Thursday, December 24, 2009

To Leave, Or To Stay?

In my most recent blog entry,I posed a question that someone sent me, requesting my help to decide whether to go or to stay in a marriage. This is Part 2 of my answer.

If you have sought marital therapy with a specialist in marriage and family therapy and you still are uncertain, the following questions can provide a kind of checklist for you.

Top 5 Questions to Ask Yourself:

1. Have you invested in understanding and improving your situation, or have you merely attended therapy? Worse yet, have you refused to get professional help completely? If you answered the latter questions in the affirmative, you have not been fair to your spouse, yourself, and any children whose lives will be impacted by your decisions now. Merely marking time in a therapist’s office will not help you be a better partner in your marriage or in your next relationship. And you cheat both your spouse, yourself, your children, and a new partner, should you decide to leave.

2. Have you taken responsibility for your part in the problems you are having? It is human nature to blame others for your situation. That way, you don’t have to change yourself. So you seem to get off scot free. However, it takes two to tango. It took two to create your situation, and you both need to invest in changing it. When you don’t step up and own your own contribution to the difficulties in the marriage, you give away your own power to change it.

3. Have you stopped blaming your spouse for everything that is wrong in your marriage? This is a close cousin to #2. There is no more blame when you have soul-searched and come up with your contribution to your problems. Take note. Assigning blame is not the same as accepting responsibility.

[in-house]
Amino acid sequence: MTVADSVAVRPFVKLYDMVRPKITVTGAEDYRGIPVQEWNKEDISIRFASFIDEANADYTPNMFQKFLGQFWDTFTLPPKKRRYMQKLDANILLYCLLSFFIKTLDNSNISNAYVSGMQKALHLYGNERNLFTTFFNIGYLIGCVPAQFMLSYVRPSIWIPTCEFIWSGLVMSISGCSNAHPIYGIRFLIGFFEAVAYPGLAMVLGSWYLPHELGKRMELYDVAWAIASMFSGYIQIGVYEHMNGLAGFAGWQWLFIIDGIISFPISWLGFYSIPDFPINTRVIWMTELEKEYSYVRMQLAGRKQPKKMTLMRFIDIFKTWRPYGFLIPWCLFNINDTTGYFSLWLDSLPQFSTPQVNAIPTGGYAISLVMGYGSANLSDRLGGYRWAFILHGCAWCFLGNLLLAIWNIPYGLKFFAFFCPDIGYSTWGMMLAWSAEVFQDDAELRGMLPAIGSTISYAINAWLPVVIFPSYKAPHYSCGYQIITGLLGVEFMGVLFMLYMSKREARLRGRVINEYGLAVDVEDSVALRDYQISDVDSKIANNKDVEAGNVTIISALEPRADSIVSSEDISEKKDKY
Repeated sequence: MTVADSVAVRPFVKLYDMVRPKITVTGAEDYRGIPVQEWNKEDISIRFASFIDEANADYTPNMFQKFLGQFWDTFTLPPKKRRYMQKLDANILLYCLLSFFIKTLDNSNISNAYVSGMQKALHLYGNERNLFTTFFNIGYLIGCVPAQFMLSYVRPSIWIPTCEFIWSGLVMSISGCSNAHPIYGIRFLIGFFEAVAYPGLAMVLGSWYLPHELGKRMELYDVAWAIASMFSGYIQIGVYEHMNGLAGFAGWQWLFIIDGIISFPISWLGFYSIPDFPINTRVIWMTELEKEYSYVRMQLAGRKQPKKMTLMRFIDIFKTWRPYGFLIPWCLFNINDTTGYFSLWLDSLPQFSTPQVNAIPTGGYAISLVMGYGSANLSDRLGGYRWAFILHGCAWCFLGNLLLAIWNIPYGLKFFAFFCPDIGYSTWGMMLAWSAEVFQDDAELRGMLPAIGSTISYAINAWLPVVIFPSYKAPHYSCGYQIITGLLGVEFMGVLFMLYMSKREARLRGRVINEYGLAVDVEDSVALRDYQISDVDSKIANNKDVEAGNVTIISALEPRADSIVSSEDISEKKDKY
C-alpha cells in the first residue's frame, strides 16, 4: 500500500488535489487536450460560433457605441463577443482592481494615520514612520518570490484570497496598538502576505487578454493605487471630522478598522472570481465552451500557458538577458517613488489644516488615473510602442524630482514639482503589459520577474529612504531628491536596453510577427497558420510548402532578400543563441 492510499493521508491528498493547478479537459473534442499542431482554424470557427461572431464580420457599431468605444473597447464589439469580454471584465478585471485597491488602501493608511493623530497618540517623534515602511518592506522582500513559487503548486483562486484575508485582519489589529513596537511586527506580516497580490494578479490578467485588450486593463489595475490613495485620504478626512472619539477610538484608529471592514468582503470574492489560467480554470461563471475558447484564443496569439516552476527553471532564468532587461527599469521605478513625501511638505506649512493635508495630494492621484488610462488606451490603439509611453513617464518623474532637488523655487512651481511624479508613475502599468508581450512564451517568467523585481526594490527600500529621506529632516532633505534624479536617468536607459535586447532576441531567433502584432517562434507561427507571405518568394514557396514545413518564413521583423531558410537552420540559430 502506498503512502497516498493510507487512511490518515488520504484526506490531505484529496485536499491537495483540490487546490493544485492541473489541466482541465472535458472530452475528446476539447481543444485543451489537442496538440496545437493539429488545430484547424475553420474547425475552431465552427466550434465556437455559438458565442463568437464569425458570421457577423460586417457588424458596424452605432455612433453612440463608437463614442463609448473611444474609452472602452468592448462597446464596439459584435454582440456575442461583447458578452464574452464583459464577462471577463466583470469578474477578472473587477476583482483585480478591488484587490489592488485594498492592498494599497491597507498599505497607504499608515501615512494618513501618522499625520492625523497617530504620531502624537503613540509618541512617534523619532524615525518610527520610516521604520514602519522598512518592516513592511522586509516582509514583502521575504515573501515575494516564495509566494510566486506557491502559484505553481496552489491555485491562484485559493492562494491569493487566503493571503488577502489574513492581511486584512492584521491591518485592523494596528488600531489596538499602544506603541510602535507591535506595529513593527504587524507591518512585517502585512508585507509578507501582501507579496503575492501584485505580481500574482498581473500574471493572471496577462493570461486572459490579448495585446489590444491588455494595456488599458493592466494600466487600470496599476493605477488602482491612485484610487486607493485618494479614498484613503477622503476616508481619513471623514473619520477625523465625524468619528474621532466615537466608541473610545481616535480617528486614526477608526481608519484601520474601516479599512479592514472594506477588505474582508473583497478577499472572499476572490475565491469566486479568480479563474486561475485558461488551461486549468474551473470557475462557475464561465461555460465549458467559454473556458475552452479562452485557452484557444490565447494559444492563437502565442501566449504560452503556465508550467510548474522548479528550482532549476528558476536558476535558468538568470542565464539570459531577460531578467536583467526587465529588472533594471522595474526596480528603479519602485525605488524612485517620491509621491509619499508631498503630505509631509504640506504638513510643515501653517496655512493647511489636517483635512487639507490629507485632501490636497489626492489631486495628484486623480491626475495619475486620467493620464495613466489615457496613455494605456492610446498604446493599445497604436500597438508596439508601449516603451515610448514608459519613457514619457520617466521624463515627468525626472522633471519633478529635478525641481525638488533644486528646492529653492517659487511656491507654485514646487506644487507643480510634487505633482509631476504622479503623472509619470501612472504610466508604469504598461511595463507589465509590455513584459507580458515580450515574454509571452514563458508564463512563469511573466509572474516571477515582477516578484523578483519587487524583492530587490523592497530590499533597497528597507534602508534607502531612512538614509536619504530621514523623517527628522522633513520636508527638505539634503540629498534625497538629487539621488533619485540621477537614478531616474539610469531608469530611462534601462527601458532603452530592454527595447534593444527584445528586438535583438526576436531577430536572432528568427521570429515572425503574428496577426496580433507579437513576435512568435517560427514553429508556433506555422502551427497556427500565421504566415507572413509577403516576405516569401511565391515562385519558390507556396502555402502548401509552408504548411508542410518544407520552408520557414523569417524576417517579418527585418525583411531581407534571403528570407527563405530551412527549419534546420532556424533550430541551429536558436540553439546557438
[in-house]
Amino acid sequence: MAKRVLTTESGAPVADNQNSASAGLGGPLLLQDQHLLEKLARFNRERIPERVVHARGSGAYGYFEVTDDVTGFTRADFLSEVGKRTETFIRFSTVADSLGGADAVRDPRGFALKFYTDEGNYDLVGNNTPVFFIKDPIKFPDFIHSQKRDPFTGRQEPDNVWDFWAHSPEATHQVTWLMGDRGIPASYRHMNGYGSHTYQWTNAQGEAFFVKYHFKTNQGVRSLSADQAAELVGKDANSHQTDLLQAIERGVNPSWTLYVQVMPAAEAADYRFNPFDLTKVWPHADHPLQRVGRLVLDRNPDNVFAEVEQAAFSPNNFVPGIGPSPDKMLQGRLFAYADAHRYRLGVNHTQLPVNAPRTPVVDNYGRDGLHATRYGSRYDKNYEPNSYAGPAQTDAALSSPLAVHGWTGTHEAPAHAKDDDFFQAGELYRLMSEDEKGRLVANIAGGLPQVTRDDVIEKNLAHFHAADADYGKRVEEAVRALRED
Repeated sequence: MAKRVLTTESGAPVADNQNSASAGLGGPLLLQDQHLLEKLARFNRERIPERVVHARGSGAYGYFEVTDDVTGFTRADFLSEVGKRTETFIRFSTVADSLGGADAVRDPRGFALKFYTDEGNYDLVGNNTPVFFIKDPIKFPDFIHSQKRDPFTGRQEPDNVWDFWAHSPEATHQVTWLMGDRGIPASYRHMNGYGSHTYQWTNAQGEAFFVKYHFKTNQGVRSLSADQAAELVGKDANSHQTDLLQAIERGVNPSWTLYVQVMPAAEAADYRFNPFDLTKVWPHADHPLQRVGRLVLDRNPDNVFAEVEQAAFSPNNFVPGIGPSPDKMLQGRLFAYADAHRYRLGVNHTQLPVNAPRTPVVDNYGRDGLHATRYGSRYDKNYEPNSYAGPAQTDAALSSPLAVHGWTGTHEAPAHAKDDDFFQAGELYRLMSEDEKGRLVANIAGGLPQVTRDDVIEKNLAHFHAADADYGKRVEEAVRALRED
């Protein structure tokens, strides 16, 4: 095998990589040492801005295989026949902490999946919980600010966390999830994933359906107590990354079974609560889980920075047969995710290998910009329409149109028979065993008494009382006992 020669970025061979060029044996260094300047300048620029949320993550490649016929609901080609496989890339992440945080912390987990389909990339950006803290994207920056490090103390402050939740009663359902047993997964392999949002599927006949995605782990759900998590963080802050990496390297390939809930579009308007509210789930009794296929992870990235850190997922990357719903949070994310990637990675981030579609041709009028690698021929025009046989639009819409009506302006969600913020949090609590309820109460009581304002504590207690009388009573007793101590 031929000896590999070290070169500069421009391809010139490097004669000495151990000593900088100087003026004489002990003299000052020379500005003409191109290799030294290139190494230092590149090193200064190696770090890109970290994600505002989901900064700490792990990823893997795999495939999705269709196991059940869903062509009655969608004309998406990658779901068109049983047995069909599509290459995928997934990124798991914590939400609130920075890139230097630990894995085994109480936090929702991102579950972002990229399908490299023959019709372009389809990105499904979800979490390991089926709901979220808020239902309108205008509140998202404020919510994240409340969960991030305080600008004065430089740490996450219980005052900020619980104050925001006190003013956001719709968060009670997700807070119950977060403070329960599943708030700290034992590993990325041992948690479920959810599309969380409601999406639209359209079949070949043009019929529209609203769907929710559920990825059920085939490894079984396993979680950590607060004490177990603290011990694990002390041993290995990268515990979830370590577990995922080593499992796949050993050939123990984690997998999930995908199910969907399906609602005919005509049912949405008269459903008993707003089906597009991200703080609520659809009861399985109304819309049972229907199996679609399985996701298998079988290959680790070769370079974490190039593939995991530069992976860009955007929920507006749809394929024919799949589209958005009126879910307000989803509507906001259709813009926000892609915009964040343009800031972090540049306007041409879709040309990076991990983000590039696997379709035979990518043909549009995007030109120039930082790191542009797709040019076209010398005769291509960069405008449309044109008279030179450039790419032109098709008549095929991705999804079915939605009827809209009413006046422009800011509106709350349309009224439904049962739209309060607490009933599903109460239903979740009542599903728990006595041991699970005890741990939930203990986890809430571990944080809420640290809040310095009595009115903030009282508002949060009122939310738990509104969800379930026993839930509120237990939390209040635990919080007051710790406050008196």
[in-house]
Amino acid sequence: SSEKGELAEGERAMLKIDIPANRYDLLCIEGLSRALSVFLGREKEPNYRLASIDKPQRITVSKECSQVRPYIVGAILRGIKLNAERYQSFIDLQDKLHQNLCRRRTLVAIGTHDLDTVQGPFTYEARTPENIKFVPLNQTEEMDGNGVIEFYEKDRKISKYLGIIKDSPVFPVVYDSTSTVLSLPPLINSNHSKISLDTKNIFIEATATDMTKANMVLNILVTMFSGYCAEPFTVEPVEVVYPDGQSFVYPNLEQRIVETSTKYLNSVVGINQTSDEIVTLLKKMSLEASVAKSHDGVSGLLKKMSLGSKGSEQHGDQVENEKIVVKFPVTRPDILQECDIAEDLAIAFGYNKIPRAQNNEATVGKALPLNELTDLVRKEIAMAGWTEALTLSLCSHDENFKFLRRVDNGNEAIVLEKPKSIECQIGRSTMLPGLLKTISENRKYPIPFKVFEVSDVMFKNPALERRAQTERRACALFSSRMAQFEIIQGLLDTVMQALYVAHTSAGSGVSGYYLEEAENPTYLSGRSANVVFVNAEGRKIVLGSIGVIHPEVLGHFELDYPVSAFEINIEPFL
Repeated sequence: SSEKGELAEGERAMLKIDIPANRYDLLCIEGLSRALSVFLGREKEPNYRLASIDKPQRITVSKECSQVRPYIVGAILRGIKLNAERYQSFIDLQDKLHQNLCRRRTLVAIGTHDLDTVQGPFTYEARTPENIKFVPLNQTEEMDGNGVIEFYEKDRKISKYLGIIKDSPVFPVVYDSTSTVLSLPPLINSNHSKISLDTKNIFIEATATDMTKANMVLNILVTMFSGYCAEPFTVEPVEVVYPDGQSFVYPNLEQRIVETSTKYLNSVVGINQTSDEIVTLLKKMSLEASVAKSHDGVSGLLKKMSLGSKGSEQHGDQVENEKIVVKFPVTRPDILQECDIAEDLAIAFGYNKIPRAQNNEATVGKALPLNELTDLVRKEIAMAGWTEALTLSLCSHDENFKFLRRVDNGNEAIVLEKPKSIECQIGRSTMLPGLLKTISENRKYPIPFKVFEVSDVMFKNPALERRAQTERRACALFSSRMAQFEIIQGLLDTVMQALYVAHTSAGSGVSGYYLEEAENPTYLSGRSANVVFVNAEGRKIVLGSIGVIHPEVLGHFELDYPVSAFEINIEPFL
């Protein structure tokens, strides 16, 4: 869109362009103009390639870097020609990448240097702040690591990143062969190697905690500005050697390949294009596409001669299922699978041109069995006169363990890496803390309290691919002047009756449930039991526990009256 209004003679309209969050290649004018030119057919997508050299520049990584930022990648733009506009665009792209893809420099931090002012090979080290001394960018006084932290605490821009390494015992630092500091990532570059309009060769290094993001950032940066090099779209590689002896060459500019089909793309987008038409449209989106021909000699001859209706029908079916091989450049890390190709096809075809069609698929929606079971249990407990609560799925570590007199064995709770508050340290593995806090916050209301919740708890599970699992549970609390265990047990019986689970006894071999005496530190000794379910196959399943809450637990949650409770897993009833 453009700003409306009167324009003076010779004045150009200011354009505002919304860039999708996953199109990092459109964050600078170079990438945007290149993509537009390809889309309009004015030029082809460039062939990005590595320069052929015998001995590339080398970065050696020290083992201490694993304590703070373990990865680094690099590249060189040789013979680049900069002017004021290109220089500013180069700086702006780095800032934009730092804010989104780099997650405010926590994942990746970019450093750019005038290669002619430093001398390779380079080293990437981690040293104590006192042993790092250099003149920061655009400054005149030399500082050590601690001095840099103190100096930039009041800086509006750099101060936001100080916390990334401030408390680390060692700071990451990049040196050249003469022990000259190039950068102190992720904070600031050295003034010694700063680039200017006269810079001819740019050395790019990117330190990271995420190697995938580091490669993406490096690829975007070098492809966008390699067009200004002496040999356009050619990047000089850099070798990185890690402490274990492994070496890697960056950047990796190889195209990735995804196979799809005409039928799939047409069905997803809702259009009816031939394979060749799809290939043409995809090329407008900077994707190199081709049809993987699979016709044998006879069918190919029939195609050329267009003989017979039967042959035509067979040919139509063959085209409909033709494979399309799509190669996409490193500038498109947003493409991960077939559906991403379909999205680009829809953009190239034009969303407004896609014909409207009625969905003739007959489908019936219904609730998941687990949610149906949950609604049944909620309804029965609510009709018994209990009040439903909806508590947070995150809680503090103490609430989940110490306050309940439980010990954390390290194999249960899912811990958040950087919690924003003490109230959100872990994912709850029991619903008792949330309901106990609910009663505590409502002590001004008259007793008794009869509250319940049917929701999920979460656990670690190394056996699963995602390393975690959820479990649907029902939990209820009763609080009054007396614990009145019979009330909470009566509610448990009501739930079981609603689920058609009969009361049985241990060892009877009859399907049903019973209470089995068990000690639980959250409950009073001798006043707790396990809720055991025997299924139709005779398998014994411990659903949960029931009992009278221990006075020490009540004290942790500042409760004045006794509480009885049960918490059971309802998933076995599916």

4. Have you owned your own feelings? Here’s a tip to remember. Starting sentences with “I feel that . . . “ is not the same as sharing feelings. Stated this way, it’s an opinion that masquerades as a feeling. To wit: “I feel that you shouldn’t work such long hours.”

5. Do you have a clear sense that you’ve done all I can, and it’s time to leave? If you can’t answer “yes” to this question, then it likely isn’t time to leave. In my experience both personally and professionally, people know when it’s time. They don’t have to “overthink” it.

As always, if you have difficulty applying these suggestions to your own situation, I offer a complimentary consultation. Just call my toll free number (888-546-1580) to arrange for it.

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